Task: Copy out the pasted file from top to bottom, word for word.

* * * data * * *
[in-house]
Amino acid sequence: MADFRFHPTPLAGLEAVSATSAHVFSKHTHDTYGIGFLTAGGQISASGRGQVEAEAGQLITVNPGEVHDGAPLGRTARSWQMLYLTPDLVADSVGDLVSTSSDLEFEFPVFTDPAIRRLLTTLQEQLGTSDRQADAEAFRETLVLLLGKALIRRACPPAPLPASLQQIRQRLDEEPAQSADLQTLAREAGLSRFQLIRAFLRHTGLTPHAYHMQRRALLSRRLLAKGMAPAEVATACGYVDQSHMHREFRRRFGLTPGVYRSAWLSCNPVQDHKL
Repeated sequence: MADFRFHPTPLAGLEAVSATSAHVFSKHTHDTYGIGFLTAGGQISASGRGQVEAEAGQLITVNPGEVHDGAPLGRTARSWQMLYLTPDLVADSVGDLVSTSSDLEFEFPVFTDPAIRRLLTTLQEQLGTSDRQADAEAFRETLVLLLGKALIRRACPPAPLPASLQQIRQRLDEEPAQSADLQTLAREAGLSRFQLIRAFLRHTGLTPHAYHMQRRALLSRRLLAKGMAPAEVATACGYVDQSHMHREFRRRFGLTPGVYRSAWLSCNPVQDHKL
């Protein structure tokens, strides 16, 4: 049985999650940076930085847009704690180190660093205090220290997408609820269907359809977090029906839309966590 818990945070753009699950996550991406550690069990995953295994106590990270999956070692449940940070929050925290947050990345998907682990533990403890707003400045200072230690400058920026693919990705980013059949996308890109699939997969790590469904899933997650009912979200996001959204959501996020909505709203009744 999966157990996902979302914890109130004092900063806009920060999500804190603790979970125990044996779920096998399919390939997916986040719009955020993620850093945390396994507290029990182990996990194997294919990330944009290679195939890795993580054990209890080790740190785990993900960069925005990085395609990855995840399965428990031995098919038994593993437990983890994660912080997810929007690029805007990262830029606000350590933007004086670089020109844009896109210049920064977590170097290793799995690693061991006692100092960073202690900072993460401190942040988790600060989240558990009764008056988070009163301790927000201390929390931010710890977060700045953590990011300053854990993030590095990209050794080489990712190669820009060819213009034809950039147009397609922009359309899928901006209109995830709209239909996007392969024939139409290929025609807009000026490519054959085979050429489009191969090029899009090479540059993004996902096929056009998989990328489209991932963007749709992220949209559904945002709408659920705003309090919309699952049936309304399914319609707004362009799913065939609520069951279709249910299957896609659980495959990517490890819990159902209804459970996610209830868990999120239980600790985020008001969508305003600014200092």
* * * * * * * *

[in-house]
Amino acid sequence: MADFRFHPTPLAGLEAVSATSAHVFSKHTHDTYGIGFLTAGGQISASGRGQVEAEAGQLITVNPGEVHDGAPLGRTARSWQMLYLTPDLVADSVGDLVSTSSDLEFEFPVFTDPAIRRLLTTLQEQLGTSDRQADAEAFRETLVLLLGKALIRRACPPAPLPASLQQIRQRLDEEPAQSADLQTLAREAGLSRFQLIRAFLRHTGLTPHAYHMQRRALLSRRLLAKGMAPAEVATACGYVDQSHMHREFRRRFGLTPGVYRSAWLSCNPVQDHKL
Repeated sequence: MADFRFHPTPLAGLEAVSATSAHVFSKHTHDTYGIGFLTAGGQISASGRGQVEAEAGQLITVNPGEVHDGAPLGRTARSWQMLYLTPDLVADSVGDLVSTSSDLEFEFPVFTDPAIRRLLTTLQEQLGTSDRQADAEAFRETLVLLLGKALIRRACPPAPLPASLQQIRQRLDEEPAQSADLQTLAREAGLSRFQLIRAFLRHTGLTPHAYHMQRRALLSRRLLAKGMAPAEVATACGYVDQSHMHREFRRRFGLTPGVYRSAWLSCNPVQDHKL
């Protein structure tokens, strides 16, 4: 049985999650940076930085847009704690180190660093205090220290997408609820269907359809977090029906839309966590 818990945070753009699950996550991406550690069990995953295994106590990270999956070692449940940070929050925290947050990345998907682990533990403890707003400045200072230690400058920026693919990705980013059949996308890109699939997969790590469904899933997650009912979200996001959204959501996020909505709203009744 999966157990996902979302914890109130004092900063806009920060999500804190603790979970125990044996779920096998399919390939997916986040719009955020993620850093945390396994507290029990182990996990194997294919990330944009290679195939890795993580054990209890080790740190785990993900960069925005990085395609990855995840399965428990031995098919038994593993437990983890994660912080997810929007690029805007990262830029606000350590933007004086670089020109844009896109210049920064977590170097290793799995690693061991006692100092960073202690900072993460401190942040988790600060989240558990009764008056988070009163301790927000201390929390931010710890977060700045953590990011300053854990993030590095990209050794080489990712190669820009060819213009034809950039147009397609922009359309899928901006209109995830709209239909996007392969024939139409290929025609807009000026490519054959085979050429489009191969090029899009090479540059993004996902096929056009998989990328489209991932963007749709992220949209559904945002709408659920705003309090919309699952049936309304399914319609707004362009799913065939609520069951279709249910299957896609659980495959990517490890819990159902209804459970996610209830868990999120239980600790985020008001969508305003600014200092």